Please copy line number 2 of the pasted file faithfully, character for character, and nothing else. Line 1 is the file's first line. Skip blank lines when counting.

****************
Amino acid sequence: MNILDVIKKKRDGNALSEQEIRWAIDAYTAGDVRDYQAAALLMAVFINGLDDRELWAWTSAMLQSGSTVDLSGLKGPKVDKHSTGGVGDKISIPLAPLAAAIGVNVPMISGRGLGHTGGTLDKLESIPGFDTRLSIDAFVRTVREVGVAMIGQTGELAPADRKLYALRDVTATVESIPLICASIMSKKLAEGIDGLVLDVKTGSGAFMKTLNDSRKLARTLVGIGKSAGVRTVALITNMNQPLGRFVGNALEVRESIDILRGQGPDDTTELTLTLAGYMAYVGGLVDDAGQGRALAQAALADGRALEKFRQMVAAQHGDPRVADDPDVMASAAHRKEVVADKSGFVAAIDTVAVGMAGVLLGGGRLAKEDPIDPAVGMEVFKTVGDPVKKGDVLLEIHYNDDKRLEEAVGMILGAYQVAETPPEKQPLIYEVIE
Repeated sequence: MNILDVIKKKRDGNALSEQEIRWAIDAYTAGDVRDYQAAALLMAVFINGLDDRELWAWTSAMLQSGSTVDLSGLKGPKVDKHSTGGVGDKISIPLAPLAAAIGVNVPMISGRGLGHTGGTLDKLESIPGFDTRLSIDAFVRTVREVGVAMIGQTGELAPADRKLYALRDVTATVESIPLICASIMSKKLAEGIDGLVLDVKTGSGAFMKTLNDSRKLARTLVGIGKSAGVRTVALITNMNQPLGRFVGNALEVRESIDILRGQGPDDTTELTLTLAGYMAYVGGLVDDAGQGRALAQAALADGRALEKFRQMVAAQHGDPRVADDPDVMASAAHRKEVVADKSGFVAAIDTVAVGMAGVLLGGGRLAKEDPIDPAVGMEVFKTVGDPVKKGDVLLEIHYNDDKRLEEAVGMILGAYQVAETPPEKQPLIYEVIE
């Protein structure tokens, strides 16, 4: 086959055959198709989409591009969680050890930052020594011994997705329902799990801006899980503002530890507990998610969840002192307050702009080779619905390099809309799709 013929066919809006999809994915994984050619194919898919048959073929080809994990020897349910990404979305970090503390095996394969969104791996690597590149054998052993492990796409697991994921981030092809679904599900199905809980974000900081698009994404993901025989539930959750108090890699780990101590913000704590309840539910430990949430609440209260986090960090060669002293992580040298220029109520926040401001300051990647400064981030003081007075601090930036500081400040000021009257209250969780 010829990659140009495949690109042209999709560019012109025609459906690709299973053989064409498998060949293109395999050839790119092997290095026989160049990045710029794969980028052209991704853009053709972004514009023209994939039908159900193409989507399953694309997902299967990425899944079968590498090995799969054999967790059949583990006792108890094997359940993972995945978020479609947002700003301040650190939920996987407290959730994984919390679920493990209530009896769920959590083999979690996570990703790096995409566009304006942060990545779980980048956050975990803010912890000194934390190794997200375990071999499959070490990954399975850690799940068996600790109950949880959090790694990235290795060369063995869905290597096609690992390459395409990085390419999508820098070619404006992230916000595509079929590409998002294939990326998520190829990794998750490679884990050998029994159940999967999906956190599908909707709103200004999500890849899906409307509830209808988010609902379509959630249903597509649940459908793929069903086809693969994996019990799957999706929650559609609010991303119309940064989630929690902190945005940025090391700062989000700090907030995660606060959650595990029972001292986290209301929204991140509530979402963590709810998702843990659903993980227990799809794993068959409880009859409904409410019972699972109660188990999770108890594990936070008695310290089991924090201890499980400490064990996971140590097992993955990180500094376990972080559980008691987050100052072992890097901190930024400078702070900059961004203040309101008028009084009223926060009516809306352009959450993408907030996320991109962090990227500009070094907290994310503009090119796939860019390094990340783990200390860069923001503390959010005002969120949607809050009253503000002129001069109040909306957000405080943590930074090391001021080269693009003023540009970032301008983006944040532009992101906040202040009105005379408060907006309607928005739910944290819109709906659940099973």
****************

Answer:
Repeated sequence: MNILDVIKKKRDGNALSEQEIRWAIDAYTAGDVRDYQAAALLMAVFINGLDDRELWAWTSAMLQSGSTVDLSGLKGPKVDKHSTGGVGDKISIPLAPLAAAIGVNVPMISGRGLGHTGGTLDKLESIPGFDTRLSIDAFVRTVREVGVAMIGQTGELAPADRKLYALRDVTATVESIPLICASIMSKKLAEGIDGLVLDVKTGSGAFMKTLNDSRKLARTLVGIGKSAGVRTVALITNMNQPLGRFVGNALEVRESIDILRGQGPDDTTELTLTLAGYMAYVGGLVDDAGQGRALAQAALADGRALEKFRQMVAAQHGDPRVADDPDVMASAAHRKEVVADKSGFVAAIDTVAVGMAGVLLGGGRLAKEDPIDPAVGMEVFKTVGDPVKKGDVLLEIHYNDDKRLEEAVGMILGAYQVAETPPEKQPLIYEVIE